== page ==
Eat mindfully, and be aware of portion sizes when it comes to high-fat nuts and seeds. If you can't just have a small amount, then it is best to steer clear and get those beneficial nutrients from a food source that provides for more moderation.
Myth #3- Weight Loss Happens with a Calorie Deficit
This is a big myth and one I hear lamented in my office all the time: many people claim that weight loss is as simple as creating a calorie deficit in your day. That is, eat fewer calories than you burn. This assumes that your metabolism is effectively burning those fewer calories and this, unfortunately, is not the case for all of my patients. There are a number of health conditions that compromise the metabolism and therefore throw the body into "store fat" mode.
This means that no matter how hard you try to lose weight, you might not see the scale budge an inch before you fix the underlying cause of your sluggish metabolism. You might actually be creating more of a problem, as excess dieting is also a trigger for a slower metabolism. If you really have committed to a healthy eating and exercise plan, and you aren't seeing the results, I encourage you to see a doctor or naturopath for testing. Hormone imbalance, an underactive thyroid and medication side effects are just a few of the reasons you might not be seeing the results you deserve.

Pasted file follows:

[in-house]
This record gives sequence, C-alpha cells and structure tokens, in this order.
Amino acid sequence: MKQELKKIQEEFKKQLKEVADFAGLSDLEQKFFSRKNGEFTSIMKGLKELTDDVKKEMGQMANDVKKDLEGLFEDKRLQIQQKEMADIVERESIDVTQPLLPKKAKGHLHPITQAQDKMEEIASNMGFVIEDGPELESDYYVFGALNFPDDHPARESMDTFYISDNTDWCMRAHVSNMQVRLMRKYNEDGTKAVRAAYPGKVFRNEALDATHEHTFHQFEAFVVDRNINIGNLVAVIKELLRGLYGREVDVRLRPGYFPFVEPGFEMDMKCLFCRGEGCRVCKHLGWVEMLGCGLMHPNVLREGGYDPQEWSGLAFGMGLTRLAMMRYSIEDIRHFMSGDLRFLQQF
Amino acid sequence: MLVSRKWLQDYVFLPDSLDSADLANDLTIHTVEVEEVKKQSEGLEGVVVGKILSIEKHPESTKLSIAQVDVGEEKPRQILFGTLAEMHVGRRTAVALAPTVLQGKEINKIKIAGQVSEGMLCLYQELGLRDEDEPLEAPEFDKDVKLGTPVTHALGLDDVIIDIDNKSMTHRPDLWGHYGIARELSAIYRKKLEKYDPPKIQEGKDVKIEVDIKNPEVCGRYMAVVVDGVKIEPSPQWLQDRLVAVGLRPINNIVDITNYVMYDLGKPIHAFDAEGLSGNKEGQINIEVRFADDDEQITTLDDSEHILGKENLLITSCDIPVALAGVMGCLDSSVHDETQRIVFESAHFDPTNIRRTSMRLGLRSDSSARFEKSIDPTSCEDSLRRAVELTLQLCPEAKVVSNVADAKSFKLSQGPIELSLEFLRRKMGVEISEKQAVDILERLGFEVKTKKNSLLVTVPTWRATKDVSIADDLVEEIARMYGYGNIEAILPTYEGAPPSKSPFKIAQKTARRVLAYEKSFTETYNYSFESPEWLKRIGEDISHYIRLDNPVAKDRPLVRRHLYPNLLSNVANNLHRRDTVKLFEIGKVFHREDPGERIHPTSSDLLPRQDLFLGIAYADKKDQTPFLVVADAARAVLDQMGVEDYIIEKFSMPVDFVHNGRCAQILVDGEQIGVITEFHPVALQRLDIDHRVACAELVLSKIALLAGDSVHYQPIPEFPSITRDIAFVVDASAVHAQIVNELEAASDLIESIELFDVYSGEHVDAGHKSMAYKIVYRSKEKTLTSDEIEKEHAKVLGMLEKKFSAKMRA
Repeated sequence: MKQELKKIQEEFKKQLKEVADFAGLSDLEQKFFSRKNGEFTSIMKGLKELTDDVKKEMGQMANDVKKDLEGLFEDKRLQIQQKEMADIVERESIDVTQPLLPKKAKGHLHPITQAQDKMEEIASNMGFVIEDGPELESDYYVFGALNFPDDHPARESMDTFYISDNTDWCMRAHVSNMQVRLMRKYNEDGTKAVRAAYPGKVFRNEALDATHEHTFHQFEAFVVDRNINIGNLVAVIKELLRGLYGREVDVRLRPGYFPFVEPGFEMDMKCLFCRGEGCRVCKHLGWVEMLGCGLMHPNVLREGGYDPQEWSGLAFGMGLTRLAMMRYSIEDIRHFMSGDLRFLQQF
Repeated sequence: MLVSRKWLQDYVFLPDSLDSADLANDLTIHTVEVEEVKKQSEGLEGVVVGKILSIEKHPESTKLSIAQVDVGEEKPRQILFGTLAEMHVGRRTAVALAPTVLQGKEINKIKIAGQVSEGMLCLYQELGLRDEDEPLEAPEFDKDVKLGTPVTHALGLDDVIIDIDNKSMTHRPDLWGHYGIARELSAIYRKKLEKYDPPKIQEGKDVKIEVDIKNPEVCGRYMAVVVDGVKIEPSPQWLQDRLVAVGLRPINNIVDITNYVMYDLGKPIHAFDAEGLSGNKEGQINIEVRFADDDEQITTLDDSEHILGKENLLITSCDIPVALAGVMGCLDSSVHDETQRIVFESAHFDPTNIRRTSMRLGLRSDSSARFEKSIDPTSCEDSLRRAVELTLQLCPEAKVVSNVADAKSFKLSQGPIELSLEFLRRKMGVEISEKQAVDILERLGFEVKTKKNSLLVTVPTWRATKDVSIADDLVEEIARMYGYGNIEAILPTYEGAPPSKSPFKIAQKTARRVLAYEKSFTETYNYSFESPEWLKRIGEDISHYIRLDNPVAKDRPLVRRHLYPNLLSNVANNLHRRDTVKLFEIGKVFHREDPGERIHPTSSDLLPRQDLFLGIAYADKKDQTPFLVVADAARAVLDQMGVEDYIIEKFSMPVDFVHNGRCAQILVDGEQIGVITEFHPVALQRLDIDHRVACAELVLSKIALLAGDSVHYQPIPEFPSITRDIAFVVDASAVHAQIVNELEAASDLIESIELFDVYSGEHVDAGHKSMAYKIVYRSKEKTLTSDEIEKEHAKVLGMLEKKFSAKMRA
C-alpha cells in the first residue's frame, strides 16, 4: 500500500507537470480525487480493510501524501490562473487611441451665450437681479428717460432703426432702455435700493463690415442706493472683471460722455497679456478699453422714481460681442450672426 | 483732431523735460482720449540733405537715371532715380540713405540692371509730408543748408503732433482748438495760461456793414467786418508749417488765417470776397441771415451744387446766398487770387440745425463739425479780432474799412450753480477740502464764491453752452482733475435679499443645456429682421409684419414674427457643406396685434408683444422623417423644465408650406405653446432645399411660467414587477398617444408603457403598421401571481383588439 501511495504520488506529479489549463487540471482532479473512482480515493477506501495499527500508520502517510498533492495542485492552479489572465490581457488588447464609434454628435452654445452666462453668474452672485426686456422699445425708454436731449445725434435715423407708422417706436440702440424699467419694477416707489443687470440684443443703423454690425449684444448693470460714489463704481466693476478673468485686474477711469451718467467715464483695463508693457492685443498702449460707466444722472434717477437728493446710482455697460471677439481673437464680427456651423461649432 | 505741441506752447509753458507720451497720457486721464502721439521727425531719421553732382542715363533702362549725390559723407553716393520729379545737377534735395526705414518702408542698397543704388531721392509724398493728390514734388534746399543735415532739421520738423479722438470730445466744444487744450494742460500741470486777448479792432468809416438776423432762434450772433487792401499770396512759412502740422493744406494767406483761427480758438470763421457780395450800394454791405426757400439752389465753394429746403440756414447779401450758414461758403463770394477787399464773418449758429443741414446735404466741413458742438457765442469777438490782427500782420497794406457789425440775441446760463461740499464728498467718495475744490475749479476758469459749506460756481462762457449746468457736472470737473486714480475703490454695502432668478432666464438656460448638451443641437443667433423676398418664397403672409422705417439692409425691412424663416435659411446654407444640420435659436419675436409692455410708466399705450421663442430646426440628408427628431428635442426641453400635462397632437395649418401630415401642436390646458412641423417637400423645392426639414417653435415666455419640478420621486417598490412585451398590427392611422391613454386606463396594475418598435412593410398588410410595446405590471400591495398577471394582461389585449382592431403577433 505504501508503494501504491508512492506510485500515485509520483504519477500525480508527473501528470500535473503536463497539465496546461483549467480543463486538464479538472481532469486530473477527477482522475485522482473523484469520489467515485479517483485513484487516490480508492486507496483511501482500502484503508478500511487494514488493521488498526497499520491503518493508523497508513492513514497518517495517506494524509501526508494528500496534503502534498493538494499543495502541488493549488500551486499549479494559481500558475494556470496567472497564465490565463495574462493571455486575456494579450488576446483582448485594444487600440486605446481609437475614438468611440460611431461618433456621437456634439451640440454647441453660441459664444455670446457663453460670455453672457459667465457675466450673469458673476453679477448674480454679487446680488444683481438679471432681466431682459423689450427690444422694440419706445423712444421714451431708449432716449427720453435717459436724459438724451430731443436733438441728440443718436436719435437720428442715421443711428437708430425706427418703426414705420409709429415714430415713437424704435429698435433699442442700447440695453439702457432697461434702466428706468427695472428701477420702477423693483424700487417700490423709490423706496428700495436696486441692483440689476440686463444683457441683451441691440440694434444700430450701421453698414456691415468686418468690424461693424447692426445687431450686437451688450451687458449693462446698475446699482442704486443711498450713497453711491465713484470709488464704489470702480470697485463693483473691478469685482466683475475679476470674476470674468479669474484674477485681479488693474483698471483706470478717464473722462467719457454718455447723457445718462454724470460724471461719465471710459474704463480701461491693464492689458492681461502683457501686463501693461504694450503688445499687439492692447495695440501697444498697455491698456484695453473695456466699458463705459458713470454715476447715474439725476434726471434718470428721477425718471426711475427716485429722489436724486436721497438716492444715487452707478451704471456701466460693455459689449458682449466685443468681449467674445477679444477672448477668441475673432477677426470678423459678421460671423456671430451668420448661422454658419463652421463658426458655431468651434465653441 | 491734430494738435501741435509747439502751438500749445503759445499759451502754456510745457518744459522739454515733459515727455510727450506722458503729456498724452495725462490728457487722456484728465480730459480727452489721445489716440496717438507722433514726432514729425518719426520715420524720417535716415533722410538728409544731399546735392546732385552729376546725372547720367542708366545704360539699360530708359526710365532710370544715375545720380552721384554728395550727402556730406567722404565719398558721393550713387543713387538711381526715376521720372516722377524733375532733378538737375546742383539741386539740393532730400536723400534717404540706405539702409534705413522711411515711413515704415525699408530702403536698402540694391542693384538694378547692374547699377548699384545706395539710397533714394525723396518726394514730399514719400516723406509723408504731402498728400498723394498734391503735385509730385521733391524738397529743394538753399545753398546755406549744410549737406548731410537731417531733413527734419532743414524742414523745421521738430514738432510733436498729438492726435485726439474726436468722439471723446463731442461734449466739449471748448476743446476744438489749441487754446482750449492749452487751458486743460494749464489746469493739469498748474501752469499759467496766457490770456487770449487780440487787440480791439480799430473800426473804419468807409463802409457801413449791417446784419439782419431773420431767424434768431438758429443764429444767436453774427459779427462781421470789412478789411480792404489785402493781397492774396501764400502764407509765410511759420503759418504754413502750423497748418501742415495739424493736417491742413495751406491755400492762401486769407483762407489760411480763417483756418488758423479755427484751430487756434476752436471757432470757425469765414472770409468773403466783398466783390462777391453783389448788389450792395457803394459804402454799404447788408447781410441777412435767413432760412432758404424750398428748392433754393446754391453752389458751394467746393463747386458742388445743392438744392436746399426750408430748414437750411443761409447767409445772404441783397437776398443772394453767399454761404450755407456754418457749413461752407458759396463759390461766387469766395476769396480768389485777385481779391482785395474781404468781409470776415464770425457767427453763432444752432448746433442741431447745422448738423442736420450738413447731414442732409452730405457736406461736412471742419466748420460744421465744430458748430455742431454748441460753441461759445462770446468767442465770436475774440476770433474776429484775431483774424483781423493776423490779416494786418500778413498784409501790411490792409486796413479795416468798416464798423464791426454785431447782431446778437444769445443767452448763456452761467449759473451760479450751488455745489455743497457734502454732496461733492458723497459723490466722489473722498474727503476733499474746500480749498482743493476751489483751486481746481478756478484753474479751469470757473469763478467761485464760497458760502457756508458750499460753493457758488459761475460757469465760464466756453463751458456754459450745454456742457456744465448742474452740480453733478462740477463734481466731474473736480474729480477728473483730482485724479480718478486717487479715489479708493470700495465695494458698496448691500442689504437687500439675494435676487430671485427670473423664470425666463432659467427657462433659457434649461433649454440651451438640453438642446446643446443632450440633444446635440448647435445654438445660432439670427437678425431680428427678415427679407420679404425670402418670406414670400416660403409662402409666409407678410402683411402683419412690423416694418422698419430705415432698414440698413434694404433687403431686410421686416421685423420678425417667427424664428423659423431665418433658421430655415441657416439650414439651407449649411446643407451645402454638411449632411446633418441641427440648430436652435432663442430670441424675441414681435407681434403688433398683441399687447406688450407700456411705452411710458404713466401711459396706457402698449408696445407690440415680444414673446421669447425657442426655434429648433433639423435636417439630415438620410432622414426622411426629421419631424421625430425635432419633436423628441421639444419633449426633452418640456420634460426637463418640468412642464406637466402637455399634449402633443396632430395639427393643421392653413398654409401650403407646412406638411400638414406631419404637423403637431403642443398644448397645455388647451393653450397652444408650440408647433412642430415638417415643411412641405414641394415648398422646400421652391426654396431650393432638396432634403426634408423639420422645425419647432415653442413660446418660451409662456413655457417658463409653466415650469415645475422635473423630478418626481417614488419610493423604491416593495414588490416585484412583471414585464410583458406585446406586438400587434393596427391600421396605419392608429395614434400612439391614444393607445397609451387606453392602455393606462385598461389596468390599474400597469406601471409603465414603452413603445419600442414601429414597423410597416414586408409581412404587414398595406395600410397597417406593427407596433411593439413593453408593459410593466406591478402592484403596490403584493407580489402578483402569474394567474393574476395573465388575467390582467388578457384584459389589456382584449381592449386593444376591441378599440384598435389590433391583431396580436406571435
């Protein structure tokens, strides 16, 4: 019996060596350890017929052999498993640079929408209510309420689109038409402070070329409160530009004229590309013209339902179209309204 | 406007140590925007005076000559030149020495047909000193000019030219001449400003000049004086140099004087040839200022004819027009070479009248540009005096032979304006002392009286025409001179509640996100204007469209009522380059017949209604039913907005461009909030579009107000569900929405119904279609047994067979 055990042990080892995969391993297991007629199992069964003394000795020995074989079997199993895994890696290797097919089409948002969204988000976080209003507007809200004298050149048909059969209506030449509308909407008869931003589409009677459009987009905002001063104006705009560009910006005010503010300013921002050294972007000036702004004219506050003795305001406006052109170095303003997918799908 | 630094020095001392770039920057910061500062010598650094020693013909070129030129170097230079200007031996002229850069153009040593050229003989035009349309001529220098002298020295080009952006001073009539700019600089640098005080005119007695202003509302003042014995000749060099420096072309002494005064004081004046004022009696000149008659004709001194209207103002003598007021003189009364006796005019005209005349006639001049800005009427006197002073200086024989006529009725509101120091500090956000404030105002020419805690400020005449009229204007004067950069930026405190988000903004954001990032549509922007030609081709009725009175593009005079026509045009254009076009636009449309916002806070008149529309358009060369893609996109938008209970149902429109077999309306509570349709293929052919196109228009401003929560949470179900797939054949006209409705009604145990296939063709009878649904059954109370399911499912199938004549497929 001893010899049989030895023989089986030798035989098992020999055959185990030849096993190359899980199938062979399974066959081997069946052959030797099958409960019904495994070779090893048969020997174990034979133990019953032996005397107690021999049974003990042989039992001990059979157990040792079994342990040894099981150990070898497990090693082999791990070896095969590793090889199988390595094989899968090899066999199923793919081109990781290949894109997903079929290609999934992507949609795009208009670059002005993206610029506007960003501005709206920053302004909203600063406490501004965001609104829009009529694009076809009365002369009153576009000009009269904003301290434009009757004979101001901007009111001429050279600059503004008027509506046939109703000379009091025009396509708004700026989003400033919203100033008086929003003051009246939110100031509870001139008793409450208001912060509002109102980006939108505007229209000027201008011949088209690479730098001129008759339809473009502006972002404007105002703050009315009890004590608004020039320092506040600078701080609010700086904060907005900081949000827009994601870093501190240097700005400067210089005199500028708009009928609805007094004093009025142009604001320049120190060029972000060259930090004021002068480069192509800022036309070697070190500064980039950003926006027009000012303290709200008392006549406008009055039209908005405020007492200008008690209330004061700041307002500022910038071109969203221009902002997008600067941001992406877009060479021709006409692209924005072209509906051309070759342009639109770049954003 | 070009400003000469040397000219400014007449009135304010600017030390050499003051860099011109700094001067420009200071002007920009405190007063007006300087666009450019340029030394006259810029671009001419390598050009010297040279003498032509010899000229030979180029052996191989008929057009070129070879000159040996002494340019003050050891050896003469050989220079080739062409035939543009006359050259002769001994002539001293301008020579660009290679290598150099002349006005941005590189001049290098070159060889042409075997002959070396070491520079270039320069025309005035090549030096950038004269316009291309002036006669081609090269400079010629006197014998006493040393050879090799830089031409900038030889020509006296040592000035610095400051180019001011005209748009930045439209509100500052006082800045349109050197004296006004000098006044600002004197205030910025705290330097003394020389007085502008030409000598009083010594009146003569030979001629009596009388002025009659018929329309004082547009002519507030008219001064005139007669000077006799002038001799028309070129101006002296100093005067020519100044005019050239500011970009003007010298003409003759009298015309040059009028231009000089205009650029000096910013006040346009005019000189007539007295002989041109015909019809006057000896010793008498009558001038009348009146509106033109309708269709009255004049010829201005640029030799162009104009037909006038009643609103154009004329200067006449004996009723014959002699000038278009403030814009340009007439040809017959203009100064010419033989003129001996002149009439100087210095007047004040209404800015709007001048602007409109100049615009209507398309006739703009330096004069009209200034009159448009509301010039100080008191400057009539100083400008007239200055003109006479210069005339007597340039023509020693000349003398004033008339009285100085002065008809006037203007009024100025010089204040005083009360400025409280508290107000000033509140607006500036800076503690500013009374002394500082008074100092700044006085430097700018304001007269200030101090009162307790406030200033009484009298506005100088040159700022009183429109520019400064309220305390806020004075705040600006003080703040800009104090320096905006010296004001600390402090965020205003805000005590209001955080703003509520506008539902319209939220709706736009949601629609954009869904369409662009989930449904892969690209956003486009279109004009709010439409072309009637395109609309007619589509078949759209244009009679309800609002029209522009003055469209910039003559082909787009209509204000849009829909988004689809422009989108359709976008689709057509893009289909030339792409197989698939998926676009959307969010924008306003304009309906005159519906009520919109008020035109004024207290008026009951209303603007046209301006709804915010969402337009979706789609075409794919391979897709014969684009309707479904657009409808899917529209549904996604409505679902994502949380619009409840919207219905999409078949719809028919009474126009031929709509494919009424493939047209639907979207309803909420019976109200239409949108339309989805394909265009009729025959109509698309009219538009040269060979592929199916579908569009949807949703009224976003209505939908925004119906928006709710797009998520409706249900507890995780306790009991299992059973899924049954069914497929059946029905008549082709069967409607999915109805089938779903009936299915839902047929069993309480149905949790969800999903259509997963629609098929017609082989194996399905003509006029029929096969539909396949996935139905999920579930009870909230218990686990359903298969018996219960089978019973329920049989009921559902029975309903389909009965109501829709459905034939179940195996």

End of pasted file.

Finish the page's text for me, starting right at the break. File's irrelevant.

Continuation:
Myth #4- Cardio is the Key to Weight Loss
Cardio junkies may not like me after this one: high intensity cardio might be creating stress on your body, which is working to counter your weight loss efforts. We have a biological response to stress, often referred to as fight-or-flight mode. When we experience stress, whether physical, emotional or psychological, our bodies mount a response that enable our limbs to move away from the stressor quickly: this means pumping the body with stress hormones like adrenaline and cortisol, it also means slowing other functions like digestion to conserve energy in the body.